On June 7, 2023

How to add season-long color in the garden

By Deborah J. Benoit

 Late spring is a wonderful time in the garden. The garden transitions from a period of monochrome browns as sleeping perennials begin to awaken. Suddenly, leaves unfurl and dormant perennials emerge. The garden becomes green again.

 For those of us who love color, that green is accompanied by the bloom of all those flower bulbs we planted in the fall. As daffodils (Narcissus) and crocus (Crocus) bloom, bleeding hearts (Dicentra) emerge from their winter rest.

 When they bloom, so do the tulips (Tulipa), lilacs (Syringa) and moss phlox (Phlox subulata). Around this time, fruit trees flower, adding to the fragrance and beauty of the garden.

 All too soon, those spring flowers fade, and there may be times when there’s little color except green. With a variety of shades and textures, green can be interesting, too, but if you’d prefer a rainbow of colors, it will take a little planning. 

While the perennials in your garden will flower year after year, their bloom time is likely to be relatively short. For continual color, include plants with a succession of bloom times.

 An easy way to choose which perennials to include is to look at nearby gardens. Make note of which plants are blooming each week. At the end of the season, you’ll have a list of perennial possibilities that grow in conditions similar to your own. Once you decide, check out local nurseries. Fall is a great time to plant perennials.

 In the meantime, there are other ways to ensure your garden never lacks color this year.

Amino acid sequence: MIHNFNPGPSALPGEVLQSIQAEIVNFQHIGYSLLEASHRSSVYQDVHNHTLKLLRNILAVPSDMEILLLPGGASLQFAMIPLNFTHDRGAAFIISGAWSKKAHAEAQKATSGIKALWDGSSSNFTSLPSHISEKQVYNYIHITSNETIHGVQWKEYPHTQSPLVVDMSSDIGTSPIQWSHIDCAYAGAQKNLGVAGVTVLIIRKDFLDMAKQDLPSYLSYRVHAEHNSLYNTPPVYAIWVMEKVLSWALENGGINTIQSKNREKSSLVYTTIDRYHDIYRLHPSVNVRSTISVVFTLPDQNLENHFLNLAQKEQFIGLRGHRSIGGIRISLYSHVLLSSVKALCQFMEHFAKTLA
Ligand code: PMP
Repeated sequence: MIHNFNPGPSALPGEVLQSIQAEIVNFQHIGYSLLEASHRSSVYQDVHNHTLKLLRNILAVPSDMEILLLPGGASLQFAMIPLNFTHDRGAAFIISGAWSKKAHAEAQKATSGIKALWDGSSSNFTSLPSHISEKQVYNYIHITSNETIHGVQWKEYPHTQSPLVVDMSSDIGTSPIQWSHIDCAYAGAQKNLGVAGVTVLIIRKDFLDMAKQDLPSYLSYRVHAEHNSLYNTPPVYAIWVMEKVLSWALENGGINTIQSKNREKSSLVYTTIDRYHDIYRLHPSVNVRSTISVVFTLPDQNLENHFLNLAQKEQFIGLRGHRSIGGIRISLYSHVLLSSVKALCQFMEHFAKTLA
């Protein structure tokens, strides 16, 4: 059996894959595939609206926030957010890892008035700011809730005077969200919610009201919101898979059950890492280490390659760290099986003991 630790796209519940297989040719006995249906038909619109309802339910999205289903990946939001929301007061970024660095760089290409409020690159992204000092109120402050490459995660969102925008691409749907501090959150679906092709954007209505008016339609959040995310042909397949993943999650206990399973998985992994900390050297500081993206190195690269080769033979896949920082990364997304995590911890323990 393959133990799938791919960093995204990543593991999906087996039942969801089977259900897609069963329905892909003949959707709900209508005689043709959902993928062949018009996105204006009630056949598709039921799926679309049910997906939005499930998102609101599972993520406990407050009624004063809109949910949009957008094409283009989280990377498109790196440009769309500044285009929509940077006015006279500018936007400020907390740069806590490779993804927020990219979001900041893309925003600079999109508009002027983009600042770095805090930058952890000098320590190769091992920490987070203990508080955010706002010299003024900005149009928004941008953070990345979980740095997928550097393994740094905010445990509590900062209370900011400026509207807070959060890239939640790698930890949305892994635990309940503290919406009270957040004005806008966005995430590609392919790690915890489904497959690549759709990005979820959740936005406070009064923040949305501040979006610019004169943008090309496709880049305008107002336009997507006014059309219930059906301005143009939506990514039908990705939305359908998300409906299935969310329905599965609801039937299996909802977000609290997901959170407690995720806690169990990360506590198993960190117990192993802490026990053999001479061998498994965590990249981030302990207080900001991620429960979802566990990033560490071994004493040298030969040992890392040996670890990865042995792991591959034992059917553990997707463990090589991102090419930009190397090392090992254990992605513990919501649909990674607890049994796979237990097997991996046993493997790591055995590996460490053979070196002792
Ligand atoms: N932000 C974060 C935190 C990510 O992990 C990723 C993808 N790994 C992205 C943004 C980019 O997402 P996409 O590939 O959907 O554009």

Perennial plants with colorful foliage such as Heucheras (Heuchera) are an easy way to add color to your garden throughout the season. Its flowers are small, but with foliage in shades of purple, red and peach, bloom time isn’t a concern.

 Coleus (Coleus), a tender perennial (meaning it’s not cold hardy), is available in a wide variety of colors, sizes and growing habits. You’ll want to pinch off any flower buds that form, so the coleus will continue putting all its energy into its show-stopping foliage until frost.

 Another solution is to add flowering annuals to your garden. Annuals are plants that complete their life cycle in one year, so they grow quickly. Their bloom time will last longer than perennials, and many will flower through summer until frost. 

Try marigolds (Tagetes) in vibrant red, yellow and orange, or cosmos (Cosmos) with their daisy-like flowers in shades of pink, orange, yellow, red and white. Just remember to deadhead faded flowers to encourage continued blooming. Nasturtium (Tropaeolum majus) will bloom from summer through fall, and while deadheading isn’t necessary, it may make the plant look tidier.

 By planting annuals among the perennials in your garden, you’ll add splashes of long-term color that will remain when one perennial finishes flowering and while you’re waiting for the next perennial variety to bloom.

 Hanging baskets of fuchsia (Fuchsia) and million bells (Calibrachoa), both tender perennials, displayed on shepherd’s hooks can add a pop of color anywhere in the garden. Pots of annuals will add colorful flowers when tucked in perennial beds and can easily be moved elsewhere as needed. Just remember to keep them well watered and feed according to the directions on the flowering plant food label.

 With a framework of perennials supplemented with new annuals each year, you can try different plant combinations and color schemes for endless variety.

Whether you choose annuals, perennials, or some combination of both, it’s easy to enjoy color in your garden all season long.

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